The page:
The people making the bunches select stems from the rack, again with a particular marketplace in mind. Russia and Europe are packed in bunches of twenty, and for the USA and Canada in bunches of twenty-five. Note the mirror in the picture, placed so that the individual can closely monitor the uniformity of the bunch.
The completed bunch will have a label affixed to the wrapper that indicates name of variety, stem length and number of stems in the bunch. This data is also encrypted in barcode form on the same label. Then the rose is placed on the conveyor belt and travels to the post-harvest inventory.
At the end of the conveyor belt, the roses are collected, the labels scanned by a bar-code gun and then the freshly made bunches are placed into buckets of water, arranged in the warehouse by geographical destination. Technologies such as bar-codes greatly assist the grower as the available inventory is being updated immediately upon completion of each bunch. In the fast paced world of fresh flowers, this is extremely valuable, as sales can start promptly thereafter.
The buckets of roses are then placed in coolers where they will hydrate for 24 hours, before being packed into boxes ready for their journey to a destination thousands of miles away. The roses must hydrate for a minimum of 8 hours, and the general practice in Ecuador is to leave them overnight. Without proper hydration in a professional solution, the roses will not be stable enough to survive the trip. Any advertisement that claims to deliver roses from Ecuador one day after cutting is guilty of making false representations. All roses from Ecuador destined for Mayesh Wholesale are flown exclusively on UPS Air Cargo. Although they are somewhat more expensive than other carriers, they are the only airline out of Colombia and Ecuador that offer a scheduled service that is adhered to. UPS is consistently reliable, and thus a program of just in time shipments can be coordinated. As you can imagine for fresh flowers, and roses in particular, this rapid transfer of cargo from cooler to cooler is essential.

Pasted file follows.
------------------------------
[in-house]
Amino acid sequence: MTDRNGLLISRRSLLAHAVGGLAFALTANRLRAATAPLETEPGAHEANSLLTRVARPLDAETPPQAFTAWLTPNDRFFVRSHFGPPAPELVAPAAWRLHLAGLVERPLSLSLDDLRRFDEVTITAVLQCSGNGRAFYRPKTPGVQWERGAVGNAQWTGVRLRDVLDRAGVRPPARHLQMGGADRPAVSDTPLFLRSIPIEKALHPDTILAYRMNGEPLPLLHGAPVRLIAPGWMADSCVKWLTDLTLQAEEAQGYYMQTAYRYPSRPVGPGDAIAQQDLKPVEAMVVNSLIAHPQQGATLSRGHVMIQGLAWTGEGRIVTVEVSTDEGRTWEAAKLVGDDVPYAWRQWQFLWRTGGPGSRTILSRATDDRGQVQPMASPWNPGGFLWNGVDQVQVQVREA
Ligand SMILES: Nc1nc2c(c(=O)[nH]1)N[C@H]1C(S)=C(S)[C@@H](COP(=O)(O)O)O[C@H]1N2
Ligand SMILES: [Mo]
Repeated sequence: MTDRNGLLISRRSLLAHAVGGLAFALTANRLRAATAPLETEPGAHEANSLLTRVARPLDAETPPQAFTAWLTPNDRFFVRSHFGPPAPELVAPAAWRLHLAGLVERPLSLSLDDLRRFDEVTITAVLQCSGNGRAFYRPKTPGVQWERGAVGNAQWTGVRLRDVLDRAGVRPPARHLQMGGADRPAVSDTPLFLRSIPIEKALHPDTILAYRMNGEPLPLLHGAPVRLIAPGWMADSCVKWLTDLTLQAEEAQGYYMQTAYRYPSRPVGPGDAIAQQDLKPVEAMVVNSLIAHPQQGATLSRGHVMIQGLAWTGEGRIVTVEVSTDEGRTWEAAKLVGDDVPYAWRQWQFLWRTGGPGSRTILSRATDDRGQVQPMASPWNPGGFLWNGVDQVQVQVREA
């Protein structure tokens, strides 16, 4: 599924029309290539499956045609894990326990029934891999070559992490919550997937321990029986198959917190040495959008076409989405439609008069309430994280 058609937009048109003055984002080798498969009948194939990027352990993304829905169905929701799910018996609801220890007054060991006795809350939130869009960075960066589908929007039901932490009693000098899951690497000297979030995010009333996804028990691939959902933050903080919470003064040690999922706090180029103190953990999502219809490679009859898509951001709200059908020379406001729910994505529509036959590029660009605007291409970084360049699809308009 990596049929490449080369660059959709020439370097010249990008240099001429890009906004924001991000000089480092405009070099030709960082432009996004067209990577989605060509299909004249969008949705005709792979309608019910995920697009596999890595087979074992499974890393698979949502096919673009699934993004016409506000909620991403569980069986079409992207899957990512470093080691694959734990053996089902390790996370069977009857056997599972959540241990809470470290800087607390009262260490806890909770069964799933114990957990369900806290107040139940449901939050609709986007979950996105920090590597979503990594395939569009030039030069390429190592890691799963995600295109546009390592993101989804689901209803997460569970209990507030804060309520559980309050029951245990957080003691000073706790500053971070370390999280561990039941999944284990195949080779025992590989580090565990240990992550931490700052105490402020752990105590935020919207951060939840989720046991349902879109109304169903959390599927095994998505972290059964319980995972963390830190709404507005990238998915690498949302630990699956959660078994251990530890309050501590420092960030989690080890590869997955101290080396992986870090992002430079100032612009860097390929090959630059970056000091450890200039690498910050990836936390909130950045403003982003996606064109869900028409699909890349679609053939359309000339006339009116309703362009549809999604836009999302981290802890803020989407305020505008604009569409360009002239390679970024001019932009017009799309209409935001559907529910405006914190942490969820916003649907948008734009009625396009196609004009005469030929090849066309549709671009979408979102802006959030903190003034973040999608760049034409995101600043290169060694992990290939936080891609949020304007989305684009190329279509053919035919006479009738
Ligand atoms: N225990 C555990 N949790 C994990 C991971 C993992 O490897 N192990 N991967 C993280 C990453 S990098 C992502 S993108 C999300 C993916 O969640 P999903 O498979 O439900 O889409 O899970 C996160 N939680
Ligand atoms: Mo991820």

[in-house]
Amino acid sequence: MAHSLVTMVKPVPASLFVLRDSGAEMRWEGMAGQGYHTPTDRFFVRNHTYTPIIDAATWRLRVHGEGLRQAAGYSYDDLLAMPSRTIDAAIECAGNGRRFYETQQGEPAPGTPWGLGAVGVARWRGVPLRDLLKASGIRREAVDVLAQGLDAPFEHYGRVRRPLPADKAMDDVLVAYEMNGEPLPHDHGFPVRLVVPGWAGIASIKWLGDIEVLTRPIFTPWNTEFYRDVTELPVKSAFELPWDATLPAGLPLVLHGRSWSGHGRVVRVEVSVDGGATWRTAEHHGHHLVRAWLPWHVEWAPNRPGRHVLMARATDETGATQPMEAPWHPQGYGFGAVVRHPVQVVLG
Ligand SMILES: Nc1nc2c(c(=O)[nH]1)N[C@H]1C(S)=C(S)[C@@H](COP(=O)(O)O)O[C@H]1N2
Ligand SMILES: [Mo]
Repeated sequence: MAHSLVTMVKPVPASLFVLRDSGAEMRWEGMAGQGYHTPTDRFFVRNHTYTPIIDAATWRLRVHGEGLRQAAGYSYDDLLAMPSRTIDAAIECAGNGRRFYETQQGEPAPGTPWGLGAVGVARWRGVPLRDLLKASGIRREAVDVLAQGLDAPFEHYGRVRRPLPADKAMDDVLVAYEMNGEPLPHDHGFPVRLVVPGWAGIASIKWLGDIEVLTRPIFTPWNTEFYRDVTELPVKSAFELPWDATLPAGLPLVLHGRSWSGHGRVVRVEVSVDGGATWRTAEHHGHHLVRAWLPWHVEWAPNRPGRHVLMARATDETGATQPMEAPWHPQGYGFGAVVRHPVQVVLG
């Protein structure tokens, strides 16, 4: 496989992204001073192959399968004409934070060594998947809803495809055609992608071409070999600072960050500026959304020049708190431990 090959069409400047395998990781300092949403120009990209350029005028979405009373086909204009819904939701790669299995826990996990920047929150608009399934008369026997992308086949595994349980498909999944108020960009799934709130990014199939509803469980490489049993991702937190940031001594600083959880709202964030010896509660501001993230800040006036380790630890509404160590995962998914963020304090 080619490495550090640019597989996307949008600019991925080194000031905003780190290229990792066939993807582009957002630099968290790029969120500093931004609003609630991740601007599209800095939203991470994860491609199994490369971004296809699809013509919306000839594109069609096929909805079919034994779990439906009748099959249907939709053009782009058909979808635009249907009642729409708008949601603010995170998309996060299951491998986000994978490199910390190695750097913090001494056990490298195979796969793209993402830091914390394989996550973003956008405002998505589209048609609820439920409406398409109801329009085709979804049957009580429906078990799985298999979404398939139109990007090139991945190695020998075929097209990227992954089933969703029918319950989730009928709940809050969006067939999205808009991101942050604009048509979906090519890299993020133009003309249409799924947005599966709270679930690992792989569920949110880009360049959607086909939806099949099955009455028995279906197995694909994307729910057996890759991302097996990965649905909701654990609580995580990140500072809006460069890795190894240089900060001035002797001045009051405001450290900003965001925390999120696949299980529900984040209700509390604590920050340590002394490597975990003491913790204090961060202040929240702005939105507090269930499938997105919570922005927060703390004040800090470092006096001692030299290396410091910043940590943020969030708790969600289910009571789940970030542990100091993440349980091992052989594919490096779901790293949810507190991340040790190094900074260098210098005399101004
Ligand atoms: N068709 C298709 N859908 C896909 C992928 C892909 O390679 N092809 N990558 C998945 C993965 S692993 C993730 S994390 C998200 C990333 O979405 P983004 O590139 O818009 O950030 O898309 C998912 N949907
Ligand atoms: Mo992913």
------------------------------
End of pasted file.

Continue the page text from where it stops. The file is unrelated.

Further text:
In Miami the freight is received by our logistics company, where it is pre-cooled, sorted, and loaded onto temperature controlled trailers. These trailers are contracted through various refrigerated trucking specialists, to expedite their movement from Miami to Los Angeles. The journey is 48 hours, and the trucks run virtually non-stop, driven by two-man teams. The temperature is maintained at a constant 34 degrees, and during the trip the roses are exposed to an ethylene inhibitor call “Ethyl-Bloc”. This product slows down the transpiration rate of the flowers, and significantly lowers the ability of the roses to generate ethylene.